So far, so good. However, since the NREL press conference this morning, we have noticed that the significance of the amount of carbon reductions that would occur under 20% and 30% wind (the two NREL scenarios) are not making it into reporters stories in one piece. AWEA’s transmission and integration expert, Michael Goggin, provides the following insight:
Much of the coverage of the EWITS report is making the inaccurate claim that wind will not significantly reduce carbon emissions. This confusion stems from a chart in the EWITS executive summary showing a 5% decrease in carbon emissions going from 2008 electric sector emissions to 2024 electric sector emissions with 20% wind (and an 18.8% reduction for the 30% case). Of course, the reason for the seemingly small emissions decrease is that electricity demand is expected to increase by 28.5% between 2008 and 2024 (according to EWITS data), so even a 5% decrease in emissions is a remarkably large reduction.
The correct comparison is that emissions would have been 28.5% higher in 2024 if today’s generation mix (about 2% wind) were used to meet growing electric demand, but achieving 20% wind can turn that massive 28.5% emissions increase into a 5% emissions reduction (i.e. a decrease in carbon emissions equivalent to 33.5% of today’s emissions; in the 30% case, the decrease would be 47.3%).
NREL Study Shows 20 Percent Wind is Possible by 2024
Analysis Shows Transmission Upgrades, Offshore Wind, and Operational Changes Needed to Incorporate 20 to 30 Percent Wind
Today, the U.S. Department of Energy’s (DOE) National Renewable Energy Laboratory (NREL) released the Eastern Wind Integration and Transmission Study (EWITS). This unprecedented two-and-a-half year technical study of future high-penetration wind scenarios was designed to analyze the economic, operational, and technical implications of shifting 20 percent or more of the Eastern Interconnection’s electrical load to wind energy by the year 2024.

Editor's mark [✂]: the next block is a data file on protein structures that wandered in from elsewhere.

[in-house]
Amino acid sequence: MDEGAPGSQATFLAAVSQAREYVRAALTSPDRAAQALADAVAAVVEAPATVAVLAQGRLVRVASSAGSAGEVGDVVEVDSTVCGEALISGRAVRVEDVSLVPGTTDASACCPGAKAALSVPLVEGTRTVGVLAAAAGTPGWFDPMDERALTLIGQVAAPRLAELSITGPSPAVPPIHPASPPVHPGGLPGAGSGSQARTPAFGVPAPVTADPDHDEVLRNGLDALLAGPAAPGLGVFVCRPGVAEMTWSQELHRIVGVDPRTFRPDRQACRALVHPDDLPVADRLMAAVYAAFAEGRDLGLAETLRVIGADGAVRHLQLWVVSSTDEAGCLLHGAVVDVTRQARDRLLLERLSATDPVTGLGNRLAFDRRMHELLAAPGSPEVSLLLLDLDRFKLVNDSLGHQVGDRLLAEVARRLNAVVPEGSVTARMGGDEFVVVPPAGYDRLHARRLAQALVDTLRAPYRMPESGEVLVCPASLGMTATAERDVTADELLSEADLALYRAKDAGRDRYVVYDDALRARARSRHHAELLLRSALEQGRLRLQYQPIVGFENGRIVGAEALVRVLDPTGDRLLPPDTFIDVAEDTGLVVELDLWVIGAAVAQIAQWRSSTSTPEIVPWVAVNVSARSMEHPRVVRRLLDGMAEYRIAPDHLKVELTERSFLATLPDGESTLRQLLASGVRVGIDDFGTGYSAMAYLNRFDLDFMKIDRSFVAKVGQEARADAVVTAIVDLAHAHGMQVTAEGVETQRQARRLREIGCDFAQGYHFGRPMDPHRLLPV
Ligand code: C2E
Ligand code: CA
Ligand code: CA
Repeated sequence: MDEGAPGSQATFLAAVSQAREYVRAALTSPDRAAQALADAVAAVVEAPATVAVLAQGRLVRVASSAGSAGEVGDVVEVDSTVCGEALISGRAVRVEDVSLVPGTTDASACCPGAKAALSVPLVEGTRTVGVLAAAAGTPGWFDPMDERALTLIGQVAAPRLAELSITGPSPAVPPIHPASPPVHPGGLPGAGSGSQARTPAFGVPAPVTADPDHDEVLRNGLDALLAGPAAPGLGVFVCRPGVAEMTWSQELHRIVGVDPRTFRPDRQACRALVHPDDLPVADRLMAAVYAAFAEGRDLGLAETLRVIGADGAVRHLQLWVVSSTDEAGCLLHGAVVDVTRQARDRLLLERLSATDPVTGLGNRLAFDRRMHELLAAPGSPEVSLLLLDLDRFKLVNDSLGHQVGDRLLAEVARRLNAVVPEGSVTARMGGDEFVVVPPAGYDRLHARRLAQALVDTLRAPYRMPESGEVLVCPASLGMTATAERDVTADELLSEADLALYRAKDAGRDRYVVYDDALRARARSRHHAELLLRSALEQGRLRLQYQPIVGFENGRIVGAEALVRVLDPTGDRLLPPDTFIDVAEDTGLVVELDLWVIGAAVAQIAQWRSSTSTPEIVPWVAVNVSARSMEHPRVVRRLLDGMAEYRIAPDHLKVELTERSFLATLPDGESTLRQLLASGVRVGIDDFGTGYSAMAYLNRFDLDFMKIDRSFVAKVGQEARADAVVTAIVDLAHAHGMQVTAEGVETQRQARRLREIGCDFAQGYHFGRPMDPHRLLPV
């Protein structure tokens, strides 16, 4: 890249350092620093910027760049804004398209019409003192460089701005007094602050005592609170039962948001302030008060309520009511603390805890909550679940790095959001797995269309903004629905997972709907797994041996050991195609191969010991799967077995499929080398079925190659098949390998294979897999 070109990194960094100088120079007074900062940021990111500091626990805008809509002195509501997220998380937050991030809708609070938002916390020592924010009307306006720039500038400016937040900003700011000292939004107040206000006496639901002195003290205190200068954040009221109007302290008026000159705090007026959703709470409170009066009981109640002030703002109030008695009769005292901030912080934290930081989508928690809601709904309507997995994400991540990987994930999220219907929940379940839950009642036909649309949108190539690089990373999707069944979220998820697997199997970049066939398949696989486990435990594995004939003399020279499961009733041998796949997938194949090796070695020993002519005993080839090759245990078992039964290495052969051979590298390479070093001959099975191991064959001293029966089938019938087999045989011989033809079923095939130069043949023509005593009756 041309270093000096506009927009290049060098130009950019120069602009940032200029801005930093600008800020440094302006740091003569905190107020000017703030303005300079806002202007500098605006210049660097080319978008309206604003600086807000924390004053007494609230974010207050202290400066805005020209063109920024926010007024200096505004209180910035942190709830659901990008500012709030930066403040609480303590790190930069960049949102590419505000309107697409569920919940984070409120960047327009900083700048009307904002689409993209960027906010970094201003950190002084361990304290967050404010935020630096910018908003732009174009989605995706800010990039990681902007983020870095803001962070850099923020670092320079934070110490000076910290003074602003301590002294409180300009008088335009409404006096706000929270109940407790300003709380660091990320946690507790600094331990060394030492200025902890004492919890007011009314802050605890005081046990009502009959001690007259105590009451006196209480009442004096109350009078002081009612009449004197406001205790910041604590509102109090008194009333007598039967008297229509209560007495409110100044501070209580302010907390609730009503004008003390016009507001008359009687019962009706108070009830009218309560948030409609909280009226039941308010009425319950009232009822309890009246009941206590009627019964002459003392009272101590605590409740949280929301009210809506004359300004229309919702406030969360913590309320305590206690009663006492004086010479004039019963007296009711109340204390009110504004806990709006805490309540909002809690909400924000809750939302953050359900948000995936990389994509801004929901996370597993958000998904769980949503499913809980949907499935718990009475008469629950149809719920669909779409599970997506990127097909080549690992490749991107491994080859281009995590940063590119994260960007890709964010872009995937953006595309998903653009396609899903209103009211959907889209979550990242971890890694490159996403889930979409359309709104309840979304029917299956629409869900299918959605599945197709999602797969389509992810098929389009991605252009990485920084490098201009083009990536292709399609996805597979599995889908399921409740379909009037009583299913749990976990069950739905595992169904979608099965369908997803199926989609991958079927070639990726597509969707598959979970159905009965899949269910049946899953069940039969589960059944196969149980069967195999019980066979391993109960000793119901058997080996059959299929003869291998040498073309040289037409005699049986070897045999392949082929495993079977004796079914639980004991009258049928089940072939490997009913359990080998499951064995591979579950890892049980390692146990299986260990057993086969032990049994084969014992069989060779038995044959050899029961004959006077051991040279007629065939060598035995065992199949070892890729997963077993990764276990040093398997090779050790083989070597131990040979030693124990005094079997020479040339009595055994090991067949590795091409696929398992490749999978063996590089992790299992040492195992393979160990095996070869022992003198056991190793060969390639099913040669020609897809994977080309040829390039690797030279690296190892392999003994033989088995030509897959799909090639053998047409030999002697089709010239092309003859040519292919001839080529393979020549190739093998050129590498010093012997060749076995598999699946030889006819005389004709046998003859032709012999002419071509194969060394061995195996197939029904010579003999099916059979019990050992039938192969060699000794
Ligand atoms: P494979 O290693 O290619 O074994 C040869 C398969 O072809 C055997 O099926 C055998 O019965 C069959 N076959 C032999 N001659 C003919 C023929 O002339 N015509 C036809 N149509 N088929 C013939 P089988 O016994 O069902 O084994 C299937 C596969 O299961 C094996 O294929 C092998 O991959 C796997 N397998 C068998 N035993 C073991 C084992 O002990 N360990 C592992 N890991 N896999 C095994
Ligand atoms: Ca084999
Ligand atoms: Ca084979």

“Twenty percent wind is an ambitious goal, but this study shows that there are multiple scenarios through which it can be achieved,” said David Corbus, NREL project manager for the study. “Whether we’re talking about using land-based wind in the Midwest, offshore wind in the East or any combination of wind power resources, any plausible scenario requires transmission infrastructure upgrades and we need to start planning for that immediately.”
The study identified operational best practices and analyzed wind resources, future wind deployment scenarios, and transmission options. Among its key findings are:
* The integration of 20 percent wind energy is technically feasible, but will require significant expansion of the transmission infrastructure and system operational changes in order for it to be realized;
* Without transmission enhancements, substantial curtailment of wind generation would be required for all 20 percent wind scenarios studied;
* The relative cost of aggressively expanding the existing transmission grid represents only a small portion of the total annualized costs in any of the scenarios studied;
* Drawing wind energy from a larger geographic area makes it both less expensive and a more reliable energy source – increasing the geographic diversity of wind power projects in a given operating pool makes the aggregated wind power output more predictable and less variable;
* Wind energy development is a highly cost-effective way to reduce carbon emissions – as more wind energy comes online, less energy from fossil-fuel burning plants is required, reducing greenhouse gas emissions;
* Carbon emissions are reduced by similar amounts in all scenarios, indicating that transmission helps to optimize the electrical system and does not result in coal power being shipped from the Midwest to New England States;
* Reduced fossil fuel expenditures more than pay for the increased costs of additional transmission in all high wind scenarios.
“To put the scale of this study in perspective, consider that just over 70 percent of the U.S. population gets its power from the Eastern Interconnect. Incorporating high amounts of wind power in the Eastern grid goes a long way towards clean power for the whole country,” said Corbus. “We can bring more wind power online, but if we don’t have the proper infrastructure to move that power around, it’s like buying a hybrid car and leaving it in the garage.”
NREL is DOE’s primary national laboratory for renewable energy and energy efficiency research and development. NREL is operated for DOE by The Alliance for Sustainable Energy, LLC.